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Food - PowerPoint PPT Presentation

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Food. F2. Industrial Agricultural: The Business of Food. F2. Industrial Agricultural: Key Elements. Machines. Economies of Scale. Synthetic Inputs. F2. Industrial Agriculture Practices. Large Scale Farming Effects:. Food travels long distances to reach consumer

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Industrial Agricultural:

The Business of Food


Industrial Agricultural: Key Elements


Economies of Scale

Synthetic Inputs


Industrial Agriculture Practices

Large Scale Farming


  • Food travels long distances to reach consumer

  • Large amounts of fossil fuels are required to operate farm machinery and to transport food

  • Farms owned by corporations. Fewer small family farms




  • Loss of plant and animal diversity, ecosystems.

  • Disease and crop failure. If one plant gets sick in a monoculture, then all of the other plants are also susceptible to the disease.

  • Increased dependence on pesticides and herbicides.

  • Depletion of soil nutrients and biological activity.


Heavy Inputs


  • Soil, water, and air pollution

  • Depletion of ground and surface water supplies

  • Soil erosion and depletion

  • Elimination of beneficial microorganisms in soil

  • Insects and bacteria develop resistance to pesticides


Use of hormones and antibiotics


  • Soil, air, and water pollution from concentrated animal waste and dead animals

  • Harmful bacteria, resistant to antibiotics, spread disease quickly, and possibly affect humans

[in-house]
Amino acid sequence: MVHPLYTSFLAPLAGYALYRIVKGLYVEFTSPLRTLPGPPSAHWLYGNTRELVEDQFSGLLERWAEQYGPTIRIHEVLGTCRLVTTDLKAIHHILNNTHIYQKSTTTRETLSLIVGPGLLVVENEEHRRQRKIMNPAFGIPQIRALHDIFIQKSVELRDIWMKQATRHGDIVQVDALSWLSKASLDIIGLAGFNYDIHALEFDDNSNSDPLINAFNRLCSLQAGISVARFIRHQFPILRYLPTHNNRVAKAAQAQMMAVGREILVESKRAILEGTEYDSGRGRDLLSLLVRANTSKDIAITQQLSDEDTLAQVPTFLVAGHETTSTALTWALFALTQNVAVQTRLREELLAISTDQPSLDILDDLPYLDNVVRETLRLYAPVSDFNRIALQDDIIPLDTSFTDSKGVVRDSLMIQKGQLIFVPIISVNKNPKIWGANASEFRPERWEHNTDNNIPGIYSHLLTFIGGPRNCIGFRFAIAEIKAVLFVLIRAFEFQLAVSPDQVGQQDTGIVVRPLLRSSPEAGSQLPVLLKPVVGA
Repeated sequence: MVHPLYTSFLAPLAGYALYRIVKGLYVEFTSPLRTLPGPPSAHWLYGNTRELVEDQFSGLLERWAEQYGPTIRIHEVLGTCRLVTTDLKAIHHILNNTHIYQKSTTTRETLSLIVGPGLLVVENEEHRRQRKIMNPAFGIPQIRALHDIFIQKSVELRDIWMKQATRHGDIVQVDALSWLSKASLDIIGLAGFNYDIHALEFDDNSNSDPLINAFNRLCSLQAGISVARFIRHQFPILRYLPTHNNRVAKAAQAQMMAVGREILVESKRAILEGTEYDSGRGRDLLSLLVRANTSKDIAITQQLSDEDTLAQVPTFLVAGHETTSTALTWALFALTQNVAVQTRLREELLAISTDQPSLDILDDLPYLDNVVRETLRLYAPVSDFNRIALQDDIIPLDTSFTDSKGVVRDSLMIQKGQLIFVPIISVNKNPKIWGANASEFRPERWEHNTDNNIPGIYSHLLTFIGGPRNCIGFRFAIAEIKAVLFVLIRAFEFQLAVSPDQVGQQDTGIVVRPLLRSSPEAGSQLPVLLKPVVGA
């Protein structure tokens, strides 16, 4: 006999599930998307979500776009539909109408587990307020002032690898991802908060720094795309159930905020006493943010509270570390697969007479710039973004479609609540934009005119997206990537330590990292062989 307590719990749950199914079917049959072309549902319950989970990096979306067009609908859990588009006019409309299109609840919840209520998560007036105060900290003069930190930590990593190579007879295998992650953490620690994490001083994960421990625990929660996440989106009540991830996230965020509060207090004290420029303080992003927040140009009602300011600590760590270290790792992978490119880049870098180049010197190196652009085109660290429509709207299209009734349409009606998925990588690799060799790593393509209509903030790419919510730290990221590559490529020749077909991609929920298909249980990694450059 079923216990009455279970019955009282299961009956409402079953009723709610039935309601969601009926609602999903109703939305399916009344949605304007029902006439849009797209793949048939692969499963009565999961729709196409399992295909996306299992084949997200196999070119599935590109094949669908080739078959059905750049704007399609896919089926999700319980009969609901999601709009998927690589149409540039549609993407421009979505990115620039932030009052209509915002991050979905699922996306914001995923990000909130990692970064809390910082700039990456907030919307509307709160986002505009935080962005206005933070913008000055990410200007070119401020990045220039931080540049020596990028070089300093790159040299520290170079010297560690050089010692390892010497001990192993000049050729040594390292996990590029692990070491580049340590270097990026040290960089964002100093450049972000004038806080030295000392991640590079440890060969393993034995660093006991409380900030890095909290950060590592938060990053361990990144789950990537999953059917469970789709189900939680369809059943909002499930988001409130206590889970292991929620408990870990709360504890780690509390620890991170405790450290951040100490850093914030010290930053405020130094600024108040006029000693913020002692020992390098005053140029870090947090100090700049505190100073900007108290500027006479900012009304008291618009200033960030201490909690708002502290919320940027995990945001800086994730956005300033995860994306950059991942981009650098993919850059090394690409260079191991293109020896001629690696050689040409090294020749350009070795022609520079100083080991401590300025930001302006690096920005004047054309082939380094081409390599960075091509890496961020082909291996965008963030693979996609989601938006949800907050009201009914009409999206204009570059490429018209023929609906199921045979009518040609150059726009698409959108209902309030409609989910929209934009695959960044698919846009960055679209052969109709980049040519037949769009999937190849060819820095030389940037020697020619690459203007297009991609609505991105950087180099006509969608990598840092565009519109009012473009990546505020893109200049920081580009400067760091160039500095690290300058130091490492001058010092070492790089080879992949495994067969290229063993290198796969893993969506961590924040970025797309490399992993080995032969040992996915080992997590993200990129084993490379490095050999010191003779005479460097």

• Mistreatment of animals.


CAFOs (Concentrated Animal Feeding Operations)


  • Huge amounts of animal waste, stored in areas called lagoons

  • Lagoon spills and overflows contaminate soils and groundwater, and destroy aquatic ecosystems

  • Cattle waste produces large amount of the greenhouse gas, methane, a big contributor to climate change.

  • Quick spread of disease between many animals confined to a small area

  • Animals are fed diets their bodies cannot digest

  • Discomfort, stress, injuries, and lack of exercise for animals

  • Animals are crowded in pens or sheds where movement is restricted and daylight is limited


Genetically Modified (GM) Crops


  • Potential risks posed to humans and wildlife

  • Genetically modified plants could breed with surrounding wildlife, infecting non-GM crops with GM material

  • Food grown for durability, not taste. Loss of quality

  • Loss of biodiversity (seeds)


Environmental Impacts

  • Deforestation and Species Displacement

  • Loss of Pollinators

  • Soil Erosion and Depletion

  • Loss of Genetic Diversity

  • Water depletion and pollution

  • Dependent on Fossil Fuels


Health Impacts

  • Water

    • Over two-thirds of the fresh water used by humans is used for agriculture.

  • Residue on food

  • Antibiotics, Growth Hormones, GMO

    • Antibiotic resistant strains of bacteria

    • Introduction of genetically engineered proteins to human body (rBGH)

  • Taste

Case Study:

The Green Revolution

From the 1950s to the 1970s, new agricultural technologies were introduced around the world with the goal of increasing food production. This was known as the Green Revolution.